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‘Harry Potter’-like Weed Growing Amok On Long Island, Destroying Ecosystem

Perennial Pepperweed Rivals Giant Hogweed On The Nuisance Scale
The Asian pepperweed is spreading like wildfire on Long Island, ruining all the pristine ecosystems in its path. (Photo: CBS 2)

The Asian pepperweed is spreading like wildfire on Long Island, ruining all the pristine ecosystems in its path. (Photo: CBS 2)

STONY BROOK, N.Y. (CBSNewYork) — A dangerous plant from Asia is attacking parts of Long Island’s most pristine waterways.

The perennial pepperweed has infested a treasured North Shore beach park, threatening birds and fish.

Bordering a treasured Stony Brook park on Long Island Sound, next to historic West Meadow Beach Creek, an invasive species is running rampant, and could forever change the delicate ecosystem if left unchecked.

“In terms of being frightening, like some of the things in Harry Potter, that’s the type of plant this is,” Brookhaven Town Ranger Eileen Gerle said.

“This is one of the worst species, fasting growing. This is the number one weed we have to eradicate,” Brookhaven Town Councilman Steve Fiore-Rosenfield said.

The perennial pepperweed can be toxic to waterfowl. Its woody stems sap oxygen and nutrients from the bay. It can strangle shellfish and multiplies in spring, going from muted sticks to flowering fiascoes 5 feet tall, spilling seeds everywhere.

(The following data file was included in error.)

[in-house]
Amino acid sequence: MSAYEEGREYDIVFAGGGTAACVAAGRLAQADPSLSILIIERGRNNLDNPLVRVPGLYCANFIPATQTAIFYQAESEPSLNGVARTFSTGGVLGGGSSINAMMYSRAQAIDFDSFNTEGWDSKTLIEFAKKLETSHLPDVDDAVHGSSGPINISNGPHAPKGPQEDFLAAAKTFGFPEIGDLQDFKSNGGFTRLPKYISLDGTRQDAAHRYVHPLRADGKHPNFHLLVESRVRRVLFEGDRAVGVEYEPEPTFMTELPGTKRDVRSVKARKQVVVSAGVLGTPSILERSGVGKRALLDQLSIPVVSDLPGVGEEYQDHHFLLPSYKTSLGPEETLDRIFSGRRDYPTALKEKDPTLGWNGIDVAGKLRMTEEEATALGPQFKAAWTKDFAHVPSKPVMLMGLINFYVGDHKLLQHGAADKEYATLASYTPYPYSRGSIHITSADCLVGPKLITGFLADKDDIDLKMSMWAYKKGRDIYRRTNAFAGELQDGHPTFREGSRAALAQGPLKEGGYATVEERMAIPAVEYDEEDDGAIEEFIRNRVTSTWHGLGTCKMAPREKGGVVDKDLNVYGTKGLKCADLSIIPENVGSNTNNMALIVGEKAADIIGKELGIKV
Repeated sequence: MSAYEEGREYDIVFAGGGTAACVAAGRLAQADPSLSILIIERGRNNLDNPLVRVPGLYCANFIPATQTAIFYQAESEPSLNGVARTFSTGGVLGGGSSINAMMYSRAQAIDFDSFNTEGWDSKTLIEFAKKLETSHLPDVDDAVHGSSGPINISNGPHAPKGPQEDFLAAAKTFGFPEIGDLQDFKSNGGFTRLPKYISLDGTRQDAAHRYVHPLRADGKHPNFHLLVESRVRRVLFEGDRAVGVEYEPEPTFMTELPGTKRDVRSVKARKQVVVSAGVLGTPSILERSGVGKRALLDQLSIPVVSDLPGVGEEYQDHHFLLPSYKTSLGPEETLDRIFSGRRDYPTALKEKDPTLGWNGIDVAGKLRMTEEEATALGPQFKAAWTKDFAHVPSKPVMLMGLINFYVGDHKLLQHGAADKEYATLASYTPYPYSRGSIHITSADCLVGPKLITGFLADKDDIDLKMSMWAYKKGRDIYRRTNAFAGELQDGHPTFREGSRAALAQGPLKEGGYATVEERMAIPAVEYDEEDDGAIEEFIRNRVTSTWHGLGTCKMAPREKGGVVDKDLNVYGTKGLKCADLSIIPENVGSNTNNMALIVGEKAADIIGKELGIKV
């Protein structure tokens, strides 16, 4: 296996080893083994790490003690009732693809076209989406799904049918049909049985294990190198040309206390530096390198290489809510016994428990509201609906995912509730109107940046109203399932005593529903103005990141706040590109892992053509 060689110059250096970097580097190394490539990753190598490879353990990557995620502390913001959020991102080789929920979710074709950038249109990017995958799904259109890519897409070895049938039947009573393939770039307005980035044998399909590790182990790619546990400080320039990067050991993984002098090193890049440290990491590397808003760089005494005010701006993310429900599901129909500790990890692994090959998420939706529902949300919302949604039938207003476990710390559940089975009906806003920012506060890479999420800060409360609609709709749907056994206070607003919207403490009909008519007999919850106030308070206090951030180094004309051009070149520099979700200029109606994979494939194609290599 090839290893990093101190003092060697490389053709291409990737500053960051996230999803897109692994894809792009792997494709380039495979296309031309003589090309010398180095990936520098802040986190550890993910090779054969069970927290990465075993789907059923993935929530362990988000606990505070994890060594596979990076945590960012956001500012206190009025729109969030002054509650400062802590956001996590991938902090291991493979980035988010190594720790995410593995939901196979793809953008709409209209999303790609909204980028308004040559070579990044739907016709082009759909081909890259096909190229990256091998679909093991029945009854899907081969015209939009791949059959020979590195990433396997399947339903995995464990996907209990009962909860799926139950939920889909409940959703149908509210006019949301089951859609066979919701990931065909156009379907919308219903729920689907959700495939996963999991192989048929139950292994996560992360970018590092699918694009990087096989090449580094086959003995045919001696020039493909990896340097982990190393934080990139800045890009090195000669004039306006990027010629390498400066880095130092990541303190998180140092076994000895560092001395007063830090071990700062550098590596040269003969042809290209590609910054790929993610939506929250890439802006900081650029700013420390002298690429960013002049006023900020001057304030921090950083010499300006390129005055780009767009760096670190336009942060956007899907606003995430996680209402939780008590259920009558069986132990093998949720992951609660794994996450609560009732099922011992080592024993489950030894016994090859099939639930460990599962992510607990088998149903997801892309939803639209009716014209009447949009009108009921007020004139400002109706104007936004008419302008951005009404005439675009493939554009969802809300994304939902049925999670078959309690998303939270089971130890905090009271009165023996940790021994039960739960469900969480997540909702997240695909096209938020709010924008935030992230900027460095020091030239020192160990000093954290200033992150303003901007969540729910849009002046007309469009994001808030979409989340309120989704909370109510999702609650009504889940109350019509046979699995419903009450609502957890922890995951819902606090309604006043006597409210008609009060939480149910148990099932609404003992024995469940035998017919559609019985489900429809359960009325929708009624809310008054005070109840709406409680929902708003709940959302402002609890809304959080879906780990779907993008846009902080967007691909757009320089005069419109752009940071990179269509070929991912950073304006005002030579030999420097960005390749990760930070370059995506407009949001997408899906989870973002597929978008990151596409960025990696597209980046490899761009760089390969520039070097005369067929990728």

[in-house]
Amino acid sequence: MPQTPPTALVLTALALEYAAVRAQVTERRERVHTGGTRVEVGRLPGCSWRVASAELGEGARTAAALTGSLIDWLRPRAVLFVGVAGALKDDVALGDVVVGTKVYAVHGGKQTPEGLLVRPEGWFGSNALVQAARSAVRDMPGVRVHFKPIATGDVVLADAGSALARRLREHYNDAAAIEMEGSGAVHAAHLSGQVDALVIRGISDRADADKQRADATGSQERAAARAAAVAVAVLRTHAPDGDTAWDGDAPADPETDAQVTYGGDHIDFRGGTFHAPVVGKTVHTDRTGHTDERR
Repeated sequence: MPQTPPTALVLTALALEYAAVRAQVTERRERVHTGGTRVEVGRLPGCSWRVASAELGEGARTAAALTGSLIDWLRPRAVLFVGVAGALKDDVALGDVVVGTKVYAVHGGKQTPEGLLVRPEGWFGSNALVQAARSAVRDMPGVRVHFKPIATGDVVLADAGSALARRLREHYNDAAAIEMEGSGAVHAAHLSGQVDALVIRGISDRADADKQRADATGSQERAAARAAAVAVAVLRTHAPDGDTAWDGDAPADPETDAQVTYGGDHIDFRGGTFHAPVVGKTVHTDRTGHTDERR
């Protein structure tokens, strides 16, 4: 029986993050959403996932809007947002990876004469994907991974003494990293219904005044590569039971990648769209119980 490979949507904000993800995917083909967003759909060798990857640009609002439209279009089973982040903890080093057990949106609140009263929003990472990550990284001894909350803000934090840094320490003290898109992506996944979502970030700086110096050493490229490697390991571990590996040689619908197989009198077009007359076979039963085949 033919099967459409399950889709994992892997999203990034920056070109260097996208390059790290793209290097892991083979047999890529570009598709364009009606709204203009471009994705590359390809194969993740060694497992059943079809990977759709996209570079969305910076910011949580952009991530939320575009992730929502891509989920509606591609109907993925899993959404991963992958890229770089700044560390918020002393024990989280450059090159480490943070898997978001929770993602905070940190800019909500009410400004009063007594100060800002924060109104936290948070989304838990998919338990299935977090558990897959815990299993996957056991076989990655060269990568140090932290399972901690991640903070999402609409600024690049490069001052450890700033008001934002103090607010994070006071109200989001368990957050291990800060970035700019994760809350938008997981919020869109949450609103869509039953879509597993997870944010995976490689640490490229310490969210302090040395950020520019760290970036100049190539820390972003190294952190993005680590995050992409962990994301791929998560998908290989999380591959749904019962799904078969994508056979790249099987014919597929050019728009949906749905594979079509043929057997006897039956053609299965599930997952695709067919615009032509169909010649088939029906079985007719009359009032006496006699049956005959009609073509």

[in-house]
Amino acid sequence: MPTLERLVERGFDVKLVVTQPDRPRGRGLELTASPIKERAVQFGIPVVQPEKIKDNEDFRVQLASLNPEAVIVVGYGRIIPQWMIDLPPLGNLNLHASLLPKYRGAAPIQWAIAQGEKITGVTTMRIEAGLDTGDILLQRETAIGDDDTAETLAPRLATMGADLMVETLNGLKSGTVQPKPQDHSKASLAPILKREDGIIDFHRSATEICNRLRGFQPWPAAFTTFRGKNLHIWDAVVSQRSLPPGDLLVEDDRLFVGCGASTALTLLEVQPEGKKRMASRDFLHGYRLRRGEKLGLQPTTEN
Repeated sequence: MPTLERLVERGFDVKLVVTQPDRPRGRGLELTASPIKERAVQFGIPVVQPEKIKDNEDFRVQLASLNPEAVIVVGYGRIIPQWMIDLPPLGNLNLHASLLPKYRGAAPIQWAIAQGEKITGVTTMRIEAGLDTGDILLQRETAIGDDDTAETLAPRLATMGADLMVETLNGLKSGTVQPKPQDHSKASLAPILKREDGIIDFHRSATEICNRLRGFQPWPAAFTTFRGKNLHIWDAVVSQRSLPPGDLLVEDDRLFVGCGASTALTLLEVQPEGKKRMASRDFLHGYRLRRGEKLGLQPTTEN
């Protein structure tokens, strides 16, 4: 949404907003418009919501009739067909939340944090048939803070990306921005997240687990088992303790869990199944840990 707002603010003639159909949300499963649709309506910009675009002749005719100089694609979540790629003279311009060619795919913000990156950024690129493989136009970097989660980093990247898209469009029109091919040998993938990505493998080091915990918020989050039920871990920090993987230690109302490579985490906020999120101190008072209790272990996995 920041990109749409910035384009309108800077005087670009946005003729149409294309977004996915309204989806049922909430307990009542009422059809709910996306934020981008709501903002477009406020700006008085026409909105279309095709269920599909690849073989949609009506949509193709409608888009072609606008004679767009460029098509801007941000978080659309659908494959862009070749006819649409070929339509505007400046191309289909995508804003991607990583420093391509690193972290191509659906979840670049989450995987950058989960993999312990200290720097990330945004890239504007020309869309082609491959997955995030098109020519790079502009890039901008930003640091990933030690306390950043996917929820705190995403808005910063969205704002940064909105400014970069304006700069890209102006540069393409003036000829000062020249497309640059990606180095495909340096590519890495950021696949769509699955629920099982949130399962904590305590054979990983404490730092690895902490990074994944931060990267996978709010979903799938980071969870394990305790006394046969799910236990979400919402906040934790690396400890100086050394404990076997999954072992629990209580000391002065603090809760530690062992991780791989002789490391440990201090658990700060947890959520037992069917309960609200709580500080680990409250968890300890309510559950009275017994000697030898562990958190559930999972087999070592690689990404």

“It’s a big problem and we need a lot of help,” Gerle said.

Gerle said the weed has no natural enemies. She said she is using tarps to limit the spread next to an artesian well. But just like the giant hogweed growing in Muttontown and the Sands Point thorny cat briar, it will take volunteers — not goats — to help eradicate the pesky plant.

“I think we need to get rid of this pepperweed in any way shape or form,” local resident Andrea Flaherty said.

“What it does is ruin the environment that is here,” Barbara Benach added.

“This is a nice piece of paradise here on Long Island,” Raymond Dlutolecki said.

Rangers are offering a training course to identify perennial pepperweed. Community volunteers will then join them for a pepperweed “pull” in March, slated for the weekend of the 9th and 10th at West Meadow Beach.

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